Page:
There are two types of website usability: the one that we have had drilled into our heads about contrasts, tags and tabs, and the one we haven't really started talking about - yet.
Making your site accessible for blind, partially sighted and disabled users is an essential part of designing a good website. Making it usable for your visitors is critical.
Historically, we have learnt to talk about visitors rather than users, but in the world of a billion websites, most of us do not surf; we visit sites because we have clear reasons.
But most sites do not think about users and what they are looking for. We have taken brochure-ware to a level at which every piece of content we have is loaded - simply because we have it. Whether there is an audience or a purpose is irrelevant. Because there are no overheads to adding copy, we load as much as is possible. We have been told that content is king, so we have created a morass of content.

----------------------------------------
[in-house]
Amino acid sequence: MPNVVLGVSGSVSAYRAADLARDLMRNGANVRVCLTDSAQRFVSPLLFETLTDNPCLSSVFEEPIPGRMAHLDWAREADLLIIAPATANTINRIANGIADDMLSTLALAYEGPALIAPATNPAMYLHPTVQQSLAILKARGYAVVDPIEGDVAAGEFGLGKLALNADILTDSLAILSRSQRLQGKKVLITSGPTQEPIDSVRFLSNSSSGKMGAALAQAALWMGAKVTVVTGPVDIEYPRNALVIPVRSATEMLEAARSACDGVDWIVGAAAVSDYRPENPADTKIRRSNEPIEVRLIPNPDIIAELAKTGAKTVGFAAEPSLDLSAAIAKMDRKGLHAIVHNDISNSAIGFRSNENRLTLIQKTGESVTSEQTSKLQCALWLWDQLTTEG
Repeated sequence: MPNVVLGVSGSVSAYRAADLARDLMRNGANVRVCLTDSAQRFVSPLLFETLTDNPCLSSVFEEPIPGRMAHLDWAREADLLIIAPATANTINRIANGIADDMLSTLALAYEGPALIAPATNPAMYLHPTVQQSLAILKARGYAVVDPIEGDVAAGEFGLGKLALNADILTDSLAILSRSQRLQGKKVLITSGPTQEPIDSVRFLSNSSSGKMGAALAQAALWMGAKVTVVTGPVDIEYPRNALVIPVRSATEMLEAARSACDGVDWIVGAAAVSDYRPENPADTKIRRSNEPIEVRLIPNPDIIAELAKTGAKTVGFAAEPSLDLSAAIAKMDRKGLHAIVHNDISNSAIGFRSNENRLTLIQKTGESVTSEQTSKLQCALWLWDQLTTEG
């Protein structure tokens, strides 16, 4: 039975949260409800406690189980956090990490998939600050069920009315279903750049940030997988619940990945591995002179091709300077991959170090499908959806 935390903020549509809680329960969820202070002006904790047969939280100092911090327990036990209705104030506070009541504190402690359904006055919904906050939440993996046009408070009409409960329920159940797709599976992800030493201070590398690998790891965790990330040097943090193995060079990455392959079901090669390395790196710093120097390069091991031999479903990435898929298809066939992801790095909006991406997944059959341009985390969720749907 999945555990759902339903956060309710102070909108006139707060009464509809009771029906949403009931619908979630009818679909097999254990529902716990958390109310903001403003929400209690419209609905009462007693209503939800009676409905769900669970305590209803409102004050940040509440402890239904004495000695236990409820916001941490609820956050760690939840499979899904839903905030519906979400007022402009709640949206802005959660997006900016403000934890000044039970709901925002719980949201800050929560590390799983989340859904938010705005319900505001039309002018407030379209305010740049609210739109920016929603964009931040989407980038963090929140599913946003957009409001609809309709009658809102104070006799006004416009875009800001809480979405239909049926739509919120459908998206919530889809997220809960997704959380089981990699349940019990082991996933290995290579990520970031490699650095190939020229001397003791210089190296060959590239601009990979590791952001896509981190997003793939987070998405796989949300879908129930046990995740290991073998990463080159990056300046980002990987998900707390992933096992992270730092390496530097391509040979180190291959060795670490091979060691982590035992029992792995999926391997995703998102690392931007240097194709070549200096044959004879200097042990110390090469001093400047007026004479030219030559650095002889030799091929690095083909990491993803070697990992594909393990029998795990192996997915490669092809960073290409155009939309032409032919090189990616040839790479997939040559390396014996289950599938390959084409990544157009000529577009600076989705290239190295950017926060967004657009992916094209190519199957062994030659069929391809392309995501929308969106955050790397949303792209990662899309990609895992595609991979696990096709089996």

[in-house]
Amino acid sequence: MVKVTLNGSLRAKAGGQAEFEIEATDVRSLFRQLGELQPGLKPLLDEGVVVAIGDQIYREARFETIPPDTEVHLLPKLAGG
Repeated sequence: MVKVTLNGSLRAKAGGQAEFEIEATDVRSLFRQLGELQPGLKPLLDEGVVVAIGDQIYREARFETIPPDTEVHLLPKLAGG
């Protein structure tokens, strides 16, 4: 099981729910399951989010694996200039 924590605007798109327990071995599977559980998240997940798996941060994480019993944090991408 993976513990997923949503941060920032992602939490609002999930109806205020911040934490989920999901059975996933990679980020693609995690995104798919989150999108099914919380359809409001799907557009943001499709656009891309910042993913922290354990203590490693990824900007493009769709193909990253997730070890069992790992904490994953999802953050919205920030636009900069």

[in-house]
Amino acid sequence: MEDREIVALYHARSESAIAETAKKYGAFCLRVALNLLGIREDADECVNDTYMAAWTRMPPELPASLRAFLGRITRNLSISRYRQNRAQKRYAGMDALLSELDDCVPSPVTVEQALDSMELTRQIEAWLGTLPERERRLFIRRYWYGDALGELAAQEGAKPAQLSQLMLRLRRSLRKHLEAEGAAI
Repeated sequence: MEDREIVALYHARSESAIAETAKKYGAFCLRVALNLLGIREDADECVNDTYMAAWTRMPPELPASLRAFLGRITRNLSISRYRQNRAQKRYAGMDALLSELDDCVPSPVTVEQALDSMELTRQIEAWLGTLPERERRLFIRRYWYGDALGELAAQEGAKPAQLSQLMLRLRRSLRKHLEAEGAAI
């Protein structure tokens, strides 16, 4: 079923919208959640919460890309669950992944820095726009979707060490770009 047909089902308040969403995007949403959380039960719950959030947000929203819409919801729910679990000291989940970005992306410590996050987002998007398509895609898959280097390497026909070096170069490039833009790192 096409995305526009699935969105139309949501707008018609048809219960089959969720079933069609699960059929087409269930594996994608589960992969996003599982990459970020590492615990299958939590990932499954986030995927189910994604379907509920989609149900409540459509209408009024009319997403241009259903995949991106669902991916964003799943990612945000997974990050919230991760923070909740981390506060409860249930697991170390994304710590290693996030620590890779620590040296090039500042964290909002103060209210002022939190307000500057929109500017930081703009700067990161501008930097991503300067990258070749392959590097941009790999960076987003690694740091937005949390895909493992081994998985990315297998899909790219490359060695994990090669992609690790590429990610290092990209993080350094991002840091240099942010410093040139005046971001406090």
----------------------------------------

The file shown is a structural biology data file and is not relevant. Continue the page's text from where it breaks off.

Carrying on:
But what do users want? If they are new to your charity, they want a snapshot of who you are and what you do - something that can be displayed on the homepage with a few choice statements and images. If they know your charity, they have come for new information, to buy or donate, to volunteer or to campaign. Yet most of our sites bury this usable content under pages of copy about why, what and who we are.
The sites we love and use the most, such as Amazon, eBay and the BBC's website, give us what we want on the homepage and have exceptionally clear navigation tools. There are no pages about why they exist, because they exist for a clear purpose.
When we start honing our sites to meet user needs, and put in-depth content at the bottom rather than the top, they will be more usable.
- Sue Fidler is an independent charity ICT and internet consultant.